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netribution > features > interview with tim clague > page two
What was the prize for that? Money, a development deal or just a guarantee that it would be made?
A guarantee and they already had £100,000 but it was pre agreed that you wouldn't be directing it. Stephen Daldry was pulled in on the deal with Working Title so he had to direct something but I think that the themes of childhood and growing up was always going to interest him so even if he wasn't pre attached, he'd still be perfect for it anyway. I don't know how it all came about, it doesn't really matter.

Did you know about him before that?
To tell you the truth, I'd never heard of him but of course, as soon as this happened I looked around and found a book about his work in the theatre. I read that and a number of articles about his very filmic theatre work, lots of sfx and he's clearly a very visual guy so I was very excited when I knew he'd be doing it.

Did you develop the film any more after that?
Yeah, I did some more work on it with the development guy at Working Title before Stephen came on board.
What was that like?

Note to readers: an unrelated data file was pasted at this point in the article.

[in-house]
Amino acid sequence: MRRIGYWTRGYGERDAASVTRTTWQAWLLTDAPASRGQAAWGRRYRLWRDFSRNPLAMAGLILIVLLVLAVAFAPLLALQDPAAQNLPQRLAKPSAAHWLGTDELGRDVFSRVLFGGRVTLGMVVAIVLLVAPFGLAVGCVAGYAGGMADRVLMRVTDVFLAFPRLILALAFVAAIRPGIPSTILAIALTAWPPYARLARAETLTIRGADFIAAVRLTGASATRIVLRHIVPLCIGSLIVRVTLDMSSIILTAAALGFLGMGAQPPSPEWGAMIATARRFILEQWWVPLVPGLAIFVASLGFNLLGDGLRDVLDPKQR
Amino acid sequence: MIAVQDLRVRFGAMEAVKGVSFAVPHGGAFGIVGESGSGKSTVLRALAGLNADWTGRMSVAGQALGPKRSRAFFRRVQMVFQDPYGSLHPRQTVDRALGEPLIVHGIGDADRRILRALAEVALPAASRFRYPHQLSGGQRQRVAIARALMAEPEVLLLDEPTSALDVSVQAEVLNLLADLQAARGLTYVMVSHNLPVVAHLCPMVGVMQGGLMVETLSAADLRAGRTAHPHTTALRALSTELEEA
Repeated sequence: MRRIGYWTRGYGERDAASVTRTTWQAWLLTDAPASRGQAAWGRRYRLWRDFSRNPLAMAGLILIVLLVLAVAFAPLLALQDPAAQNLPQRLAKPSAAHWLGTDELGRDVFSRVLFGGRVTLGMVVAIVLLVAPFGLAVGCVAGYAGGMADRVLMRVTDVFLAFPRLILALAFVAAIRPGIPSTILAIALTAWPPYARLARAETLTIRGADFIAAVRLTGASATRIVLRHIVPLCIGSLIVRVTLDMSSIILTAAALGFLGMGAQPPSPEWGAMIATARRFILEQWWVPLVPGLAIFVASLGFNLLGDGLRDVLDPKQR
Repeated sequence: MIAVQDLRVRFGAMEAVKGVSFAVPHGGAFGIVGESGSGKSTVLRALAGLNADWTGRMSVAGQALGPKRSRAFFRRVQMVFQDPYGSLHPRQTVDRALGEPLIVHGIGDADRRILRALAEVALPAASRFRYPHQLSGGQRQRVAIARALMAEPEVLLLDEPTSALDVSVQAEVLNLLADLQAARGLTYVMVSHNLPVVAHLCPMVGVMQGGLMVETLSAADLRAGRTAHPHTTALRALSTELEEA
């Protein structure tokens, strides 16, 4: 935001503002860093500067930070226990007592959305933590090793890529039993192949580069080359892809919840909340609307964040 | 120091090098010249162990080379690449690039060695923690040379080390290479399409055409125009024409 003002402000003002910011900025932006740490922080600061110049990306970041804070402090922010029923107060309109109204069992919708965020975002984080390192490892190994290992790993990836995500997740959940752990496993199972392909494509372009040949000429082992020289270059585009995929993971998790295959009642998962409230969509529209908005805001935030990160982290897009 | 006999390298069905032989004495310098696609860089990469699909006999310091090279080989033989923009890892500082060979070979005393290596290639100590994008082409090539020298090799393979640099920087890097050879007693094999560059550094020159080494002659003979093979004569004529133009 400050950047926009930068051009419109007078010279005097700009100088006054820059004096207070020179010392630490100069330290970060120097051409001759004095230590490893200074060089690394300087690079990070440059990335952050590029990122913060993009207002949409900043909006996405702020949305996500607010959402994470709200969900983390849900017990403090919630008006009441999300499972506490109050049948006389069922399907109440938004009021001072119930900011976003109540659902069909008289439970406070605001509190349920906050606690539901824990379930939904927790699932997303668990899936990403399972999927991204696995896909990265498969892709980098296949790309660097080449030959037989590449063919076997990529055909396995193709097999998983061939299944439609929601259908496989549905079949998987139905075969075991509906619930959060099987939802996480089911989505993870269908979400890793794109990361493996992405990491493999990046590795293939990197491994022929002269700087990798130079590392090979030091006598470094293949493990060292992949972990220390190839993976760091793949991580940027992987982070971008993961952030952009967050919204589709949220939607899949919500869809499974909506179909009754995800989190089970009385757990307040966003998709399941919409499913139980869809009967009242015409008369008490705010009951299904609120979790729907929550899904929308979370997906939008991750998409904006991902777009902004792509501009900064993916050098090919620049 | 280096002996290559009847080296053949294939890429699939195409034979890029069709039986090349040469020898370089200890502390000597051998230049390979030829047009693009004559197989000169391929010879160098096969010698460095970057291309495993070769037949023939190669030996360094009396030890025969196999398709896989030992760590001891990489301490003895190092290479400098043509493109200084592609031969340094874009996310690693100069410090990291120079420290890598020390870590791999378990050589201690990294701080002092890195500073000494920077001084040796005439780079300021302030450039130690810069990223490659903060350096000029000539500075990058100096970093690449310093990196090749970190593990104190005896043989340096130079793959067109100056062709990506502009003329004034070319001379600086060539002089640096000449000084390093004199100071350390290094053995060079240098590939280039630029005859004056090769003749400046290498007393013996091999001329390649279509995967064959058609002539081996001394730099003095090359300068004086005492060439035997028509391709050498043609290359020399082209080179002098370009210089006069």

Well I felt like a big man! (laughs) Well be honest, so would you! (laughs) You walk in past reception, you see all the posters of the films that have been made by them and you find yourself sitting down talking about your own script. It was a big thing for me as a writer and I enjoyed it but I also enjoyed the thing that I hadn't done before which was trust me as a writer. We discussed everything together and it was great to get that sort of feedback - really valuable and exciting. Then Stephen came on board and I didn't get as much of a chance to work with him but his was very similar. He sat down and said, 'Now Tim, I see you've got an extra scene here where the two lads break into the football ground and have a game in the middle of it. What do you mean by that?' It's a strange question but he kept asking me and I wasn't just going to say, 'and nothing.' So I came out with something like, the football ground is a sort of cathedral for them, he listens to everything you say and by the end you've come out with a whole new idea for that scene. Anyway, you go away chuffed to bits because you believe that you've thought of this great idea! (laughs) He forces you to go through your top ten ideas, get rid of them because they are going to be cliché's and after that they become original and fresh. It really worked and so I've tried to do that a little bit more myself.